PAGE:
I stand in the light with The Darkness in shrieking: "I Believe In A Thing Called Love."
Yet if I were ever to propose to my future wife -- we're currently not speaking, of course -- I am not sure that Twitter would be my chosen medium.
Anna Chapman, the Russian spy deported in 2010 by the U.S. (with nine others) in exchange for four Russians with Western sympathies, isn't of my mind.
For she took to Twitter to offer her heart to her one true love -- Edward Snowden.
Her tweet was passionately Slavic: "Snowden, will you marry me?!"
Note the use of not only the polite question mark, but the exclamation point of utter excitement.
Perhaps she took one look at the former male-model-turned-whistleblower and decided that she saw a kindred spirit in those weary, fearful eyes.
On her return to Russia, Chapman became a model herself, as well as a TV personality and avowed Putin supporter.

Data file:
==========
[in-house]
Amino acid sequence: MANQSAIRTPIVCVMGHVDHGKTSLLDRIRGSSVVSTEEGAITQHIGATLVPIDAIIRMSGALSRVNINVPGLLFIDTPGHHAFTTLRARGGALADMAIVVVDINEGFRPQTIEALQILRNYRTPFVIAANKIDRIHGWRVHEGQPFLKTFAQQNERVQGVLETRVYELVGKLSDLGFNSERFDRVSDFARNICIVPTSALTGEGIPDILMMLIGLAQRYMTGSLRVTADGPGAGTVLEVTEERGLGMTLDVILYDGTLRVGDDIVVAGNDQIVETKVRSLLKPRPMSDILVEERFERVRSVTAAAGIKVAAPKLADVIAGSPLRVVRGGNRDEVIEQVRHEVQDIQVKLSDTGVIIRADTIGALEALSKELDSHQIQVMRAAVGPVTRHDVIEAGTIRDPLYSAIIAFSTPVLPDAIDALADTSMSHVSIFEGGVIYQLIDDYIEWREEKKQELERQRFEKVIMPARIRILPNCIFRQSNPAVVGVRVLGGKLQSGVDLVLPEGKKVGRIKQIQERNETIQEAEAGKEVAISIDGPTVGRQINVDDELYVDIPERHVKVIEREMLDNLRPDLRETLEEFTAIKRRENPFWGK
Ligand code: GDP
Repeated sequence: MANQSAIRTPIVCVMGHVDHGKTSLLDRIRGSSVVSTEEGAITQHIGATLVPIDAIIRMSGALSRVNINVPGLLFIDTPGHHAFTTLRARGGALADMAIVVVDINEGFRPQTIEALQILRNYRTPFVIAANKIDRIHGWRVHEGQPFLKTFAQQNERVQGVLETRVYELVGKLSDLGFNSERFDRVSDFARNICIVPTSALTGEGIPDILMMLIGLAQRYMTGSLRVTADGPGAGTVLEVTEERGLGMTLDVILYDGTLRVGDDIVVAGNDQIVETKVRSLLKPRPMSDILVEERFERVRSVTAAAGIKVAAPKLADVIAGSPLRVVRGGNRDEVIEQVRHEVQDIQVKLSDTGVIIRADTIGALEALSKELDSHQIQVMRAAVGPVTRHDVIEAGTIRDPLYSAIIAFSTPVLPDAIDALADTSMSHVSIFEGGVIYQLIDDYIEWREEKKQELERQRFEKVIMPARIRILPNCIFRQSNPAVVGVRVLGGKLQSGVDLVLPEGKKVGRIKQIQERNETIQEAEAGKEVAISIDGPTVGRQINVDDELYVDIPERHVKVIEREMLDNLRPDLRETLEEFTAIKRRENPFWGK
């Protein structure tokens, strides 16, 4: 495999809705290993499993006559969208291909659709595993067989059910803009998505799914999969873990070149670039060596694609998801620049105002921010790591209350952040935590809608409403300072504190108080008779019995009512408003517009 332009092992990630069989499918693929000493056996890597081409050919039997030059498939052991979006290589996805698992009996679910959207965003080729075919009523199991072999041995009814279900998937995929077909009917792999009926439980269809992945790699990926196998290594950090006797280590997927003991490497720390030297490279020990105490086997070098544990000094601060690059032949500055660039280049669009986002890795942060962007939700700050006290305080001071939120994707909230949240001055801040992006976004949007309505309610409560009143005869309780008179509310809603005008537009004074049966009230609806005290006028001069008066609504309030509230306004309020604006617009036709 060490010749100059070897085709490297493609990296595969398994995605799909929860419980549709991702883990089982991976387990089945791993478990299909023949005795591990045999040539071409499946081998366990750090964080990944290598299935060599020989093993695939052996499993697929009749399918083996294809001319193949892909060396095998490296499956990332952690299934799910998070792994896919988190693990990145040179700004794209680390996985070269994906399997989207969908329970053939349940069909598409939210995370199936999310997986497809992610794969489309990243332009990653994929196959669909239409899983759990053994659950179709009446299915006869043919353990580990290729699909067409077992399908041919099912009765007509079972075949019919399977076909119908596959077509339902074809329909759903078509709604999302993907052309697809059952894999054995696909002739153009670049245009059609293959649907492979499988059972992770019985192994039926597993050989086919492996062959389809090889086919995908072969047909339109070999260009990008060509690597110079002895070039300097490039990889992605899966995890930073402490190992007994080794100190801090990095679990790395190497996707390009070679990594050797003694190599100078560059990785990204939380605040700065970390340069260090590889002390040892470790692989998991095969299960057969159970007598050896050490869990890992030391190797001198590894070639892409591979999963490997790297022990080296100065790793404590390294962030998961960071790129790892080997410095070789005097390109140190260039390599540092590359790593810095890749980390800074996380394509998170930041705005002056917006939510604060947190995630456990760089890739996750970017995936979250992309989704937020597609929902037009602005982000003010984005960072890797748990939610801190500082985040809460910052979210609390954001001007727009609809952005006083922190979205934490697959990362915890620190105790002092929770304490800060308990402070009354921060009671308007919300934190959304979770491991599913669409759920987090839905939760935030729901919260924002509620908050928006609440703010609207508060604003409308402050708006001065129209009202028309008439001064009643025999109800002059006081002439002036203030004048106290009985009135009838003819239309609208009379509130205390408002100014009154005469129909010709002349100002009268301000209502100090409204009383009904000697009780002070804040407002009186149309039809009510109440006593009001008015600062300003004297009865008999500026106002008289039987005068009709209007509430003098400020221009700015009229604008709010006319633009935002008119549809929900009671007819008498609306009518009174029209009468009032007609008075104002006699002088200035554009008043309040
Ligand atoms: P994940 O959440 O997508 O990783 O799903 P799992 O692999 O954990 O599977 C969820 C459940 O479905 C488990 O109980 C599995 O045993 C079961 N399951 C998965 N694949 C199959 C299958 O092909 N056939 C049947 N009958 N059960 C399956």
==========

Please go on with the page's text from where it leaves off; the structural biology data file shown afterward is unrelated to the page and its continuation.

Therein lies a potential problem for Snowden, should he succumb to her advances.
A marriage to a Russian would surely smooth his path toward local citizenship -- he is still, allegedly, in a nice airport hotel in Moscow.
However, the citizenship would be Russian citizenship. He would then be at the even greater mercy of those who would wish to peek into his laptops and USB sticks.
Surely some comely activist from, say, Iceland might come forward to offer her commitment.
In that country, there is already a movement to grant Snowden citizenship. His haven there would surely be more heavenly.
How could Iceland's parliament refuse, should true love blossom between a public-spirited Icelander and a man with "snow" in his name?